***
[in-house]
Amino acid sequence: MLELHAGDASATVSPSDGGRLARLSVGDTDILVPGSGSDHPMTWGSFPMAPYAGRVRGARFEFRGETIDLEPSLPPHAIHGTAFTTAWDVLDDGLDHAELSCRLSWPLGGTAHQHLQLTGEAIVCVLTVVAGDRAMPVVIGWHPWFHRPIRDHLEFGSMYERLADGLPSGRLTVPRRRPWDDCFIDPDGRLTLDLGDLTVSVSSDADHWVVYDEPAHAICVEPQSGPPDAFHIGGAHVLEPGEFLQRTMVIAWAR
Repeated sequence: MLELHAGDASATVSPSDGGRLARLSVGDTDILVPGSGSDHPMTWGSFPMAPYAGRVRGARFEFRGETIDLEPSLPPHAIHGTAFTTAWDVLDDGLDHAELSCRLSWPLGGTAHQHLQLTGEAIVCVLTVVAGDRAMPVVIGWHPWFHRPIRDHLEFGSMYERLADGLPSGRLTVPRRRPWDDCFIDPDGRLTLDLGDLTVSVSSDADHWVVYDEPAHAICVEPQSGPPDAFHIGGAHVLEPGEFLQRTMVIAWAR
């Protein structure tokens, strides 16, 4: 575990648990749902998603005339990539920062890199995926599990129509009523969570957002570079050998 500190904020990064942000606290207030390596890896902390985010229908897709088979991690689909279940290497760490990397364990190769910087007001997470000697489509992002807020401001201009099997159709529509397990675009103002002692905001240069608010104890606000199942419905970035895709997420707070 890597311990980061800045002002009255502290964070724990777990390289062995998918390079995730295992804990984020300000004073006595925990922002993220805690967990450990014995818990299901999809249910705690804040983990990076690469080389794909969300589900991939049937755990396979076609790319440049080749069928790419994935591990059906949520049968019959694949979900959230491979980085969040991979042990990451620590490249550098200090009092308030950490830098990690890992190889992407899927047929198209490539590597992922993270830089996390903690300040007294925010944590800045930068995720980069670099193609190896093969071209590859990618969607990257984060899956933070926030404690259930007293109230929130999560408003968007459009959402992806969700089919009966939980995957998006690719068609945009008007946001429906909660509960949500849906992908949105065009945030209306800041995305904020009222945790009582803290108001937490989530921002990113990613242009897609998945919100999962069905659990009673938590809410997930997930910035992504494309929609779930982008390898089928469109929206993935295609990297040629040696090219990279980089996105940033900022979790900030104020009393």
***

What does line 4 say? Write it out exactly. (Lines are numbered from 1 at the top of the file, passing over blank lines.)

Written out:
């Protein structure tokens, strides 16, 4: 575990648990749902998603005339990539920062890199995926599990129509009523969570957002570079050998 500190904020990064942000606290207030390596890896902390985010229908897709088979991690689909279940290497760490990397364990190769910087007001997470000697489509992002807020401001201009099997159709529509397990675009103002002692905001240069608010104890606000199942419905970035895709997420707070 890597311990980061800045002002009255502290964070724990777990390289062995998918390079995730295992804990984020300000004073006595925990922002993220805690967990450990014995818990299901999809249910705690804040983990990076690469080389794909969300589900991939049937755990396979076609790319440049080749069928790419994935591990059906949520049968019959694949979900959230491979980085969040991979042990990451620590490249550098200090009092308030950490830098990690890992190889992407899927047929198209490539590597992922993270830089996390903690300040007294925010944590800045930068995720980069670099193609190896093969071209590859990618969607990257984060899956933070926030404690259930007293109230929130999560408003968007459009959402992806969700089919009966939980995957998006690719068609945009008007946001429906909660509960949500849906992908949105065009945030209306800041995305904020009222945790009582803290108001937490989530921002990113990613242009897609998945919100999962069905659990009673938590809410997930997930910035992504494309929609779930982008390898089928469109929206993935295609990297040629040696090219990279980089996105940033900022979790900030104020009393």